Take a Break from Gambling: Problem Gambling Awareness Day, Sat. Sept 29

www.tillamookcountypioneer.net

By DeAnna Pearl, M.A.T, B.S., Certified Prevention Specialist
SOS Tillamook – Prevention, Tillamook Family Counseling Center

On July 20, 1995, Robert “Bobby” Hafemann took his own life. He left behind a family full of grief, sadness, and many questions. His sister, Ronda Hatefi, became increasingly bothered by something Bobby had said in the note he left behind. He wrote he “felt like a ghost.” Many people with a gambling problem voice similar sentiments. In 1995, there were not a lot of places for a person with a gambling problem to go. Since then, treatment and outreach for gambling has grown.


In the forefront of the movement to bring awareness to the public is Ronda Hatefi. She is the founder of Oregonians for Gambling Awareness Organization (OGAO). Her hope is to strengthen the message that “gambling can become an addiction and if it does, there is hope and help.” She does not want another family to suffer the devastation of problem gambling that has impacted hers.
Each year since Bobby’s death, she has petitioned the Oregon Governor to proclaim September 29 as Problem Gamblers Awareness Day. Once again, Gov. Kate Brown signed a proclamation:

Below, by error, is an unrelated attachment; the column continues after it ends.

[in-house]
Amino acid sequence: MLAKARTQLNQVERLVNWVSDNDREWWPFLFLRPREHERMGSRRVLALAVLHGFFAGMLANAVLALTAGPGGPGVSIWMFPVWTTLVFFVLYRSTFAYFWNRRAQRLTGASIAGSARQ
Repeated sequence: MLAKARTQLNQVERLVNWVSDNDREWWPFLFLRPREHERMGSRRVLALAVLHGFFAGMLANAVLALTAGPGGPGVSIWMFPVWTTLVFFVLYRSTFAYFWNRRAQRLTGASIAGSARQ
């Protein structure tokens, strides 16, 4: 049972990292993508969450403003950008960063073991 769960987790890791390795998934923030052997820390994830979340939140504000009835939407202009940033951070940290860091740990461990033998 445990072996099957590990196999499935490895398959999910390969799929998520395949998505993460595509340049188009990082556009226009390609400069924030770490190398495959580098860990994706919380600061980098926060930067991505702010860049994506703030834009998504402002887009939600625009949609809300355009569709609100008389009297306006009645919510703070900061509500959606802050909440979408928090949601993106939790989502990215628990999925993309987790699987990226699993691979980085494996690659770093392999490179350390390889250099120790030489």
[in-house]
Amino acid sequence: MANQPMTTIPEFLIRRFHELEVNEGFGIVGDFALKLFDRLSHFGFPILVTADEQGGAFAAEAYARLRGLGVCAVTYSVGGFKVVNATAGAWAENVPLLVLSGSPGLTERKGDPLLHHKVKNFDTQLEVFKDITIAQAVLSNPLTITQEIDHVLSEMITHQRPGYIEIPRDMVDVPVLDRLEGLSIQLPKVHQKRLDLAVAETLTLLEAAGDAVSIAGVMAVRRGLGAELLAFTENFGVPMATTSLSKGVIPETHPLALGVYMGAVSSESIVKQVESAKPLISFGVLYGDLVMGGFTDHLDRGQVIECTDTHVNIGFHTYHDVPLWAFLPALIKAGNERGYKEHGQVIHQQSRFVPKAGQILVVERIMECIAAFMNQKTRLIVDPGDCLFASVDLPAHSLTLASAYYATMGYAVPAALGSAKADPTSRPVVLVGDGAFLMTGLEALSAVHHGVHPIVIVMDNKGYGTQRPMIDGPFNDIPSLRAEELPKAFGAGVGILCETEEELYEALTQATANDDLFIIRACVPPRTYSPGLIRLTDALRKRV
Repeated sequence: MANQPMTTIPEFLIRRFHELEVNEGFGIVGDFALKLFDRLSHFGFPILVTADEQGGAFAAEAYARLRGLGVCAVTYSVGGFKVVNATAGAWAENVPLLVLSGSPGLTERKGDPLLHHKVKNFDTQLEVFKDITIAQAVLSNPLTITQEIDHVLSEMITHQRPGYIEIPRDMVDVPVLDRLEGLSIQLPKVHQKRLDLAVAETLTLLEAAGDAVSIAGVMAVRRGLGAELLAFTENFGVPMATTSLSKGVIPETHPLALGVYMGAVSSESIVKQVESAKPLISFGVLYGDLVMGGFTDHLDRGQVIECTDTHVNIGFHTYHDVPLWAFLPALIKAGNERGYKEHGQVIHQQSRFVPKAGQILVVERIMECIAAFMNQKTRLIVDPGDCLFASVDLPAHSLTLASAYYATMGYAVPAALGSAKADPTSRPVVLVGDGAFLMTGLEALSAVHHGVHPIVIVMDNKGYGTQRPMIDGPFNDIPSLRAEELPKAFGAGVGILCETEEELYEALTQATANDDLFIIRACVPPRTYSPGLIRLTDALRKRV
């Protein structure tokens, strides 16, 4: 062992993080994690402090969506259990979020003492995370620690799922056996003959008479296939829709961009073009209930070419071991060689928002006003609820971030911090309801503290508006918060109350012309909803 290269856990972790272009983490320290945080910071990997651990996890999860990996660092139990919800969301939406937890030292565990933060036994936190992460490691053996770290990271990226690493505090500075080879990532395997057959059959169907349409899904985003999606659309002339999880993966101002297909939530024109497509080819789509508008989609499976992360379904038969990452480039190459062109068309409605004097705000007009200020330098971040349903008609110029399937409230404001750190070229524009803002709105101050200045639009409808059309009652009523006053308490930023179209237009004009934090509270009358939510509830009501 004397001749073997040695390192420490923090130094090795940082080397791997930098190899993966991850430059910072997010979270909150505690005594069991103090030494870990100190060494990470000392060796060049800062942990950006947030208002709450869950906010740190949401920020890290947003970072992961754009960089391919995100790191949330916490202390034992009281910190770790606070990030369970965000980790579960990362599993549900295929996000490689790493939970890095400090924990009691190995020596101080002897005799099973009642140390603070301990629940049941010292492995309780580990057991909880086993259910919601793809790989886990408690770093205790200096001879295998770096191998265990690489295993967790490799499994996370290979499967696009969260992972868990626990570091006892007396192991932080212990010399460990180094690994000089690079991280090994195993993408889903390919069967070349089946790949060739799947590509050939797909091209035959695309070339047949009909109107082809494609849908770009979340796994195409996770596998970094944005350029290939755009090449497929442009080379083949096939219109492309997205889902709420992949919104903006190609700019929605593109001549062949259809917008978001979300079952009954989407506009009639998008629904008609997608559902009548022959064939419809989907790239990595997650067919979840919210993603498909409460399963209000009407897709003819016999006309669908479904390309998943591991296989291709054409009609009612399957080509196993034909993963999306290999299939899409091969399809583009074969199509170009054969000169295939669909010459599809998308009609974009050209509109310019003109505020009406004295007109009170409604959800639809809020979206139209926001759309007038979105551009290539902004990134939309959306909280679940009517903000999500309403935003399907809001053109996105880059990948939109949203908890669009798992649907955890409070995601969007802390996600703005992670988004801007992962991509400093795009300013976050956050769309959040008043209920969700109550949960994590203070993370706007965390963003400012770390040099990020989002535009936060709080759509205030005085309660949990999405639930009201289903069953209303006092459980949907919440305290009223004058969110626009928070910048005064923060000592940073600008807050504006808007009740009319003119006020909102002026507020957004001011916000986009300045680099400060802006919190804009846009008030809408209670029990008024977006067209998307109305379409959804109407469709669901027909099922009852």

Whereas Problem gambling is a major public heath concern, affecting 80,000 Oregonians of every race, ethnicity, gender, economic level and age group;
Whereas Problem gambling has a negative impact on our families, our communities, our State, and our Country.
Whereas there are established connections between problem gambling and other addictions.
Whereas all Oregonians are encouraged to not only recognize the signs of gambling disorders, but to reach out and support the people at risk for gambling disorder with a message of help and hope.
For 20 years, her request was honored and, by doing so, Bobby’s life has been honored. It is the anniversary of his birth. His death has become a day of hope for those hurting and suffering in silence.
Like other addictions, the compulsion to gamble can become the main priority of a person’s life. When this happens, the emotional and financial upheavals are devastating. For those entering treatment last year, the Oregon Health Authority estimates their combined debt related to gambling at more than $31 million.
In Oregon, treatment for a person with a gambling problem and their loved ones is free and confidential and provided through Oregon Lottery revenues; those interested in seeking help may call the 24-hour help line at 1-877-MY-LIMIT (877-695-4648) and www.opgr.org (en español: www.opgr.org/es).
For more information about Awareness Day, contact Ronda Hatefi: ogao.ronda@gmail.com